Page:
Eagle Forum Legislative Alerts

Monday, April 27, 2015

The Economics of Free College

Suppose you’ve gone to the theater. You want to be able to see the stage more easily, so you disregard the rules of etiquette and stand up. You can see perfectly. But what if everyone follows your example, and all the other theater-goers stand up too? Now no one can see any better than before, but they’re much less comfortable.

Economists call this the fallacy of composition. Just because an action benefits one person doesn’t mean that everyone will benefit if they take the same action.

President Obama’s plan to make community college free forgets the fallacy of composition. It may benefit one person to get an associate’s degree, but the benefits will all but disappear if everyone gets one.

Roughly 17% of the jobs that will be open in the next seven years will require an associate’s degree. But 28% of our workforce has an associate’s degree, so earning one is already something of a risk. Still, there are enough jobs for the majority of associate’s degree holders to find one, so it makes sense for some people to earn them, especially in fields where the demand is higher.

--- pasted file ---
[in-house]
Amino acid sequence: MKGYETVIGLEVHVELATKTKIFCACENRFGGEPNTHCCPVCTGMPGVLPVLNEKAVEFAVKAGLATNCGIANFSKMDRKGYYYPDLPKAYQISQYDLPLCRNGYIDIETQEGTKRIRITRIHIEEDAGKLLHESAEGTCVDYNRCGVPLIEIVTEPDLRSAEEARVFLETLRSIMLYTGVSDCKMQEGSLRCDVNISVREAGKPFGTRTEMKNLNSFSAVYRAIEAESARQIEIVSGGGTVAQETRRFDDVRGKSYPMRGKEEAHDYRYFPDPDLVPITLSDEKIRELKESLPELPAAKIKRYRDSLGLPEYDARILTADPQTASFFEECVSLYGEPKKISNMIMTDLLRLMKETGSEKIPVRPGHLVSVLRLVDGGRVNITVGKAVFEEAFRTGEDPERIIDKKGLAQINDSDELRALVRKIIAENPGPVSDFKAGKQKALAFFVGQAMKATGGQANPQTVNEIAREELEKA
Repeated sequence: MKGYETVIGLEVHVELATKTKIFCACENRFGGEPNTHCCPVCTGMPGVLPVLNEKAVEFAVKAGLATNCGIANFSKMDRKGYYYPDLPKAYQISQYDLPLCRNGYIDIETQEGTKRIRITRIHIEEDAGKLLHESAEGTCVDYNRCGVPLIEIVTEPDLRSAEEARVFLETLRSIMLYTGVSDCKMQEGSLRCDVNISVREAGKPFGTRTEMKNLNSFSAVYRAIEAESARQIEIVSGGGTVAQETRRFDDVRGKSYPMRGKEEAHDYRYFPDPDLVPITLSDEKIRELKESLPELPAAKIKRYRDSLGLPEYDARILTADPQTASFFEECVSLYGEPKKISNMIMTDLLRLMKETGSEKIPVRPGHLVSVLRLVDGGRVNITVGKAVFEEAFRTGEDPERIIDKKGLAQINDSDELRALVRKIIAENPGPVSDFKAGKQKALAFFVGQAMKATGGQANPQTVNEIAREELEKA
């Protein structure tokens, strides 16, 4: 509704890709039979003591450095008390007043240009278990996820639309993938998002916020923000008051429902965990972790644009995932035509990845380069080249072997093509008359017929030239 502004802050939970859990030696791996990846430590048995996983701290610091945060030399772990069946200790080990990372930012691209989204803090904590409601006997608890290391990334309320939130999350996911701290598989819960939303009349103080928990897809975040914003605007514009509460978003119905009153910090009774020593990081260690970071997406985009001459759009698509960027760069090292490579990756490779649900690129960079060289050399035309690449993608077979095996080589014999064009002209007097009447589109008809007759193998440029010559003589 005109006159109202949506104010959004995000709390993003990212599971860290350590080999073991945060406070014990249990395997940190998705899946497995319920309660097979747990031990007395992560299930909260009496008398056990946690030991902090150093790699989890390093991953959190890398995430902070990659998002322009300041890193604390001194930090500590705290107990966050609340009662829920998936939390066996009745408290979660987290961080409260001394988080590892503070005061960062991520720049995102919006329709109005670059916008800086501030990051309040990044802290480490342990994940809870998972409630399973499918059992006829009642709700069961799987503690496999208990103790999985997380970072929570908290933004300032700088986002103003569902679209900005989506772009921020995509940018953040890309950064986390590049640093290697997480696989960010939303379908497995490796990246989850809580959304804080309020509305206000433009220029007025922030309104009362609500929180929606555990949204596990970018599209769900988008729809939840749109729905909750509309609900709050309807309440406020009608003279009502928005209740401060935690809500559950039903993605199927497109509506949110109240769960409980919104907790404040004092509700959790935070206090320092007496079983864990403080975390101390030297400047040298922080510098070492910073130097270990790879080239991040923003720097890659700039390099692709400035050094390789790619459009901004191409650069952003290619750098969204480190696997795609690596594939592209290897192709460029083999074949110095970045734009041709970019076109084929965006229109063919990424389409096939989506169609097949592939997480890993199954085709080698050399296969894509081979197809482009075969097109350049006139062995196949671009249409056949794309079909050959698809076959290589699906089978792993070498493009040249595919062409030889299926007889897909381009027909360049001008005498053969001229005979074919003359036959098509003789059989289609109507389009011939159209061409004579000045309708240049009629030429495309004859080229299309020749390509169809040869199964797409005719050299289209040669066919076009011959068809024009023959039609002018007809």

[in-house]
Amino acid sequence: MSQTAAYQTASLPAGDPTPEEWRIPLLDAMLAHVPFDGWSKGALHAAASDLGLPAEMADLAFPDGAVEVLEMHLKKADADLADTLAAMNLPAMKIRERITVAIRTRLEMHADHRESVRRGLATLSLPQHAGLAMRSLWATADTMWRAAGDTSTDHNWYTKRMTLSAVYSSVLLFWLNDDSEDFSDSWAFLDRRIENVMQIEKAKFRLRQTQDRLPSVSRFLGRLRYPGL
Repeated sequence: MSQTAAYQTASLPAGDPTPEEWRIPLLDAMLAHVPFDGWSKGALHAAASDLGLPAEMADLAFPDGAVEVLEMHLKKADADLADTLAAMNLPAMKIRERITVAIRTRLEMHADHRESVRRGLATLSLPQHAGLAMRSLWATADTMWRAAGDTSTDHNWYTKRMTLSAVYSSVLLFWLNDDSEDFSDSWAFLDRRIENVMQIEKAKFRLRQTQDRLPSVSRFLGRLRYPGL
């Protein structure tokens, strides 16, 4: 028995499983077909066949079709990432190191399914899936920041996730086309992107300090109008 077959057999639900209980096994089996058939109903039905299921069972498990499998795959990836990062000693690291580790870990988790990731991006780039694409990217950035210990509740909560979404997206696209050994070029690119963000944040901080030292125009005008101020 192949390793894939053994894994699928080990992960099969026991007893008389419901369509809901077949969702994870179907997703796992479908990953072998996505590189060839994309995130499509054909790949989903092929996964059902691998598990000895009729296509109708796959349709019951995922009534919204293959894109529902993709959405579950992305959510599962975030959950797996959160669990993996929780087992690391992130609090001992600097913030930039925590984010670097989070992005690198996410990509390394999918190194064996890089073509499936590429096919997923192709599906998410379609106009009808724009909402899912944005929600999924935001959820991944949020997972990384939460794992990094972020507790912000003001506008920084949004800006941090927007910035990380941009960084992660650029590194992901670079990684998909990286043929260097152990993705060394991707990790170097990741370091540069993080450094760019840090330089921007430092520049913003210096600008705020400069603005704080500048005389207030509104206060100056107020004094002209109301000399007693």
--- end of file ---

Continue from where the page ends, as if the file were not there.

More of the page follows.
But what if associate degrees become free? Well, many more people will get them. That means there will be a much higher supply of workers with associate’s degrees, but the demand for workers with this level of education will probably remain the same. Demand does not go up just because we raise the supply. More people with associate degrees means we’ll have more people whose degrees won’t help them get a job. People who have already earned—and paid for—their associate degrees will also be disadvantaged.

And of course, none of these problems will be created for free. Obama’s plan will cost taxpayers $60 billion. The result of this $60 billion expenditure will be to create a worse job market than we’ve already got.

Listen to the radio commentary here:

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